Searching for a Distant God: The Legacy of Maimonides

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Oxford University Press, 2000 - Religion - 252 pages
Monotheism is usually considered Judaism's greatest contribution to world culture, but it is far from clear what monotheism is. This work examines the notion that monotheism is not so much a claim about the number of God as a claim about the nature of God. Seeskin argues that the idea of a God who is separate from his creation and unique is not just an abstraction but a suitable basis for worship. He examines this conclusion in the contexts of prayer, creation, sabbath observance, repentance, religious freedom, and love of God. Maimonides plays a central role in the argument both because of his importance to Jewish self-understanding and because he deals with the question of how philosophic ideas are embodied in religious ritual.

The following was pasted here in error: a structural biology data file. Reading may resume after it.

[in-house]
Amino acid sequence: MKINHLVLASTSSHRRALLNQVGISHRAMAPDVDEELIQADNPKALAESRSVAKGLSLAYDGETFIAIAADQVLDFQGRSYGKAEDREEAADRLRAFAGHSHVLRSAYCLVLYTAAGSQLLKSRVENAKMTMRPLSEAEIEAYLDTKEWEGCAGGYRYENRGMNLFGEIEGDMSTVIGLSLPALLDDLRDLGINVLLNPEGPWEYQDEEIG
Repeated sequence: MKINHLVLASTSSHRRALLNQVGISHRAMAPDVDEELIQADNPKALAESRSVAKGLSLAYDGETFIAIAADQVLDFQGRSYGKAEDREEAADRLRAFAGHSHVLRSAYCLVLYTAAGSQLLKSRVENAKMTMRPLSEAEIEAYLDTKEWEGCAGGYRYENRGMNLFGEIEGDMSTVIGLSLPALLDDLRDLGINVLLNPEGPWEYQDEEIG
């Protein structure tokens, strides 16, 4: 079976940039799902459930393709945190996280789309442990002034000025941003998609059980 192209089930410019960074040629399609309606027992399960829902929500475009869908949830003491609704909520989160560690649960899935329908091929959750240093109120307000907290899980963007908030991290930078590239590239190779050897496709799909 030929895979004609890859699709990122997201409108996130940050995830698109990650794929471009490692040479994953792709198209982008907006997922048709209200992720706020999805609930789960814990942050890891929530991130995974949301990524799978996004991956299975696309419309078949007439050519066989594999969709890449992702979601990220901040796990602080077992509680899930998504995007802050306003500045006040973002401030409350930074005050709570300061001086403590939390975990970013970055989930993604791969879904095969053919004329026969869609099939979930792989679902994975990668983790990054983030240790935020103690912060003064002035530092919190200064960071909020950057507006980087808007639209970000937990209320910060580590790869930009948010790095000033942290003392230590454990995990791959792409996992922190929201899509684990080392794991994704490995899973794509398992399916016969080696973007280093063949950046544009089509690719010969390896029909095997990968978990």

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Contents

One The Urge to Philosophize
3
Two The Challenge of Monotheism
23
Three Speaking of and to God
43
Four The Problem of Creation
66
Five Imitatio Dei
91
Six Monotheism and Freedom
124
Seven Popular Religion and a Personal God
142
Esotericism and the Limits of Knowledge A Critique of Strauss
177
Notes
189
Bibliography
229
General Index
243
Index of Principal Sources
249
Copyright

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About the author (2000)

Kenneth Seeskin is at Northwestern University.

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